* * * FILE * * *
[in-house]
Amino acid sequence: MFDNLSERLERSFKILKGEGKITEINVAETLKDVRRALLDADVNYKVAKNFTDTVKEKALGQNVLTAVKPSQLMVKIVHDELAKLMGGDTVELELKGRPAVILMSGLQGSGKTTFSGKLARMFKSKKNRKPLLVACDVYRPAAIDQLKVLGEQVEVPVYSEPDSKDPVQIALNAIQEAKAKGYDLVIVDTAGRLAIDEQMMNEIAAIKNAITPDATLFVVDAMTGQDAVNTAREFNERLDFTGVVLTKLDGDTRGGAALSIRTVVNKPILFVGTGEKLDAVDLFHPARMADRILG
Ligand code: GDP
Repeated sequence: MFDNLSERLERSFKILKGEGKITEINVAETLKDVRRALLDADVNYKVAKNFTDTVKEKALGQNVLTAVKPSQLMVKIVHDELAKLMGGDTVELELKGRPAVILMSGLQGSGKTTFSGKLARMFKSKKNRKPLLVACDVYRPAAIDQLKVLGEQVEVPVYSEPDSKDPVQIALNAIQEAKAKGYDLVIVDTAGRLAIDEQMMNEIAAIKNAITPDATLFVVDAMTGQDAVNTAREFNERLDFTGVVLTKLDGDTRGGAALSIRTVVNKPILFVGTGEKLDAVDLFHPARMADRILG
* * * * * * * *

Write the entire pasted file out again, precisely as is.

[in-house]
Amino acid sequence: MFDNLSERLERSFKILKGEGKITEINVAETLKDVRRALLDADVNYKVAKNFTDTVKEKALGQNVLTAVKPSQLMVKIVHDELAKLMGGDTVELELKGRPAVILMSGLQGSGKTTFSGKLARMFKSKKNRKPLLVACDVYRPAAIDQLKVLGEQVEVPVYSEPDSKDPVQIALNAIQEAKAKGYDLVIVDTAGRLAIDEQMMNEIAAIKNAITPDATLFVVDAMTGQDAVNTAREFNERLDFTGVVLTKLDGDTRGGAALSIRTVVNKPILFVGTGEKLDAVDLFHPARMADRILG
Ligand code: GDP
Repeated sequence: MFDNLSERLERSFKILKGEGKITEINVAETLKDVRRALLDADVNYKVAKNFTDTVKEKALGQNVLTAVKPSQLMVKIVHDELAKLMGGDTVELELKGRPAVILMSGLQGSGKTTFSGKLARMFKSKKNRKPLLVACDVYRPAAIDQLKVLGEQVEVPVYSEPDSKDPVQIALNAIQEAKAKGYDLVIVDTAGRLAIDEQMMNEIAAIKNAITPDATLFVVDAMTGQDAVNTAREFNERLDFTGVVLTKLDGDTRGGAALSIRTVVNKPILFVGTGEKLDAVDLFHPARMADRILG